Pics: Bikram Rai
When your father’s resume includes building Kathmandu’s famous temples, you have your work cut out if you intend to follow in his footsteps.
Despite that, Ratna Sundar Silpakar made the brave decision to emulate his famous dad, Mangal Bahadur Silpakar, but changing times have complicated that choice.
Both father and son uphold the tradition of wood carving, but are pragmatic when it comes to adapting to modern construction techniques, especially after the earthquake destroyed many of Kathmandu Valley’s monuments.
Mangal Silpakar has in the past worked on the Aakash Bhairab shrine, the Mahaboudha temple, Dyo Chhen at Tebahal, the Naksal Bhagawati, Dhumbarahi Mahadev Mandir and the reconstruction of Hanuman Dhoka museum.
Today, both father and son acknowledge the challenge of finding the right raw materials in post-earthquake rebuilding. Reconstruction is not an exact science, and they try to get the original design of fallen monuments from the municipality, but these are usually not accurate.
“In the case of temples that got damaged during the earthquake and don’t have any measurements, we look at the available photographs and estimate the dimensions,” explains Mangal, who has in the past used steel beams for the wooden dalin while working on the Dyo Chhen at Mahaboudha because a 13-foot timber span was unavailable.
Even the traditional bajra mortar has been modified for strength. The original 1:1 ratio of surki and chun has been replaced with one part cement since the limestone is not of the required quality. The father notes that the time taken to make a temple is directly proportional to the availability of raw materials.
Ratna Silpakar graduated from Bhaktapur Multiple College but dabbled in wood carving only as a hobby as he tried a few salaried jobs. He eventually came back to what he felt was his true calling: learning the art of wood carving under the patient and diligent tutelage of his father, whose own knowledge was passed down from generation to generation.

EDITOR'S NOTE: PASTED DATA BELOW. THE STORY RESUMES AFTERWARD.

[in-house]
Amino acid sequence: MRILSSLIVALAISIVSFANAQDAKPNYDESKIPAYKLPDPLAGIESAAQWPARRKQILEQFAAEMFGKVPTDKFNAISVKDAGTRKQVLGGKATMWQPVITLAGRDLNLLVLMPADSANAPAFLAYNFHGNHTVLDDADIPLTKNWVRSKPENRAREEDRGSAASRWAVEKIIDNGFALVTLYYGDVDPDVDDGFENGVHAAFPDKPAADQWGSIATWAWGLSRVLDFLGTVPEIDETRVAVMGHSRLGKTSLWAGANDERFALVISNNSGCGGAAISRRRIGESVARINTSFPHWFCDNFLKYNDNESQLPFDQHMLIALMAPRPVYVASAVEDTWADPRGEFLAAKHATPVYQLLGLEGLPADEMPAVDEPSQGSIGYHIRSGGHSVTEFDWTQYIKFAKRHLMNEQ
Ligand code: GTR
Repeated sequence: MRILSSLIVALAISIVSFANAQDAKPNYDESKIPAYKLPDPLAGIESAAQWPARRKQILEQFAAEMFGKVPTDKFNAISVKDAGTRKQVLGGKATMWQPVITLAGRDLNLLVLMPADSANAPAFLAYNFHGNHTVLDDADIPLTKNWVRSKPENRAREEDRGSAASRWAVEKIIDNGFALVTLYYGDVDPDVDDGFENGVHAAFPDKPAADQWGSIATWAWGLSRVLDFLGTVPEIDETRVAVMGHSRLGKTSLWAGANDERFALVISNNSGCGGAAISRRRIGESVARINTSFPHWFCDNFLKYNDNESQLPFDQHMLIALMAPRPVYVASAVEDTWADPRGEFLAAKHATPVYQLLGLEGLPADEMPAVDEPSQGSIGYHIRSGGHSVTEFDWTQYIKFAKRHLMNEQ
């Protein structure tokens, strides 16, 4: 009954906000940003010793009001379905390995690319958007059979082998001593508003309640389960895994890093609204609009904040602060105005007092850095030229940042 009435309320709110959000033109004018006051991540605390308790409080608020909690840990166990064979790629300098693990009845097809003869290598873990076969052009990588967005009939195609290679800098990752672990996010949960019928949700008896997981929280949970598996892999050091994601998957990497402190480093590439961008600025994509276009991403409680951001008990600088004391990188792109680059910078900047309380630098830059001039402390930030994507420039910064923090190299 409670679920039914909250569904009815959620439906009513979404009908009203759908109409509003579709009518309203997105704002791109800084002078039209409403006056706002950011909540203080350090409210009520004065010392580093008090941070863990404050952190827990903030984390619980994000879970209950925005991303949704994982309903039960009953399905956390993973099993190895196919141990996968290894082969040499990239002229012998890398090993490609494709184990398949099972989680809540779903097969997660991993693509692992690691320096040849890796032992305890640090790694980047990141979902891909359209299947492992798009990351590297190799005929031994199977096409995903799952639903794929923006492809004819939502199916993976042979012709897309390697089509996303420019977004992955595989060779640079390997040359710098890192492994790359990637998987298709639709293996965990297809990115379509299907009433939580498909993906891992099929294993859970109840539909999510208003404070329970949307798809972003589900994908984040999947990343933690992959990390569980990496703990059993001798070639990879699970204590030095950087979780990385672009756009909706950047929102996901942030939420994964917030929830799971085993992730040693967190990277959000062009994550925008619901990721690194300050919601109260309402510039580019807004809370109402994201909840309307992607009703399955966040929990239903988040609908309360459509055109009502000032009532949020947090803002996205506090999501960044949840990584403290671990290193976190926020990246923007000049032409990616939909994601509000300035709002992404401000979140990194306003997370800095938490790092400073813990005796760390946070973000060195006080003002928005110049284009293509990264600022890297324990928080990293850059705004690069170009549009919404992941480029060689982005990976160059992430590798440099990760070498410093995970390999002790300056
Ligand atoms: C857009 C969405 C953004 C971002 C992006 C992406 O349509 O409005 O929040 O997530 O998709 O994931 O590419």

In his early days, Ratna began with simple designs and small souvenir items for tourists. Eventually, like his father, he was confident enough to attempt reconstructing temples.
We ask Mangal what difference he sees in the profession of wood carving today: “There is much more use of machines now to cut wood, but the final product is inferior to hand-carved items.” He takes his father’s advice and uses chisels and tools that haven’t changed in nine centuries.
But the real challenge is to find the right type and quality of wood.
Ratna is an exception in Kathmandu: most from his generation have not followed their ancestral professions, preferring to migrate for work or study abroad. He says he has found his life’s passion, and believes there is enough work to make a decent living.
What hasn’t changed are the qualities needed by a successful carver. Says Mangal Silpakar: “Carving is a skill that requires lifelong devotion and practice. You learn from your mistakes, and you get better with every item you carve.”
Carving out a niche, Sonia Awale
Monumental loss, Stephane Huet
Future restoration, Anutara Shakya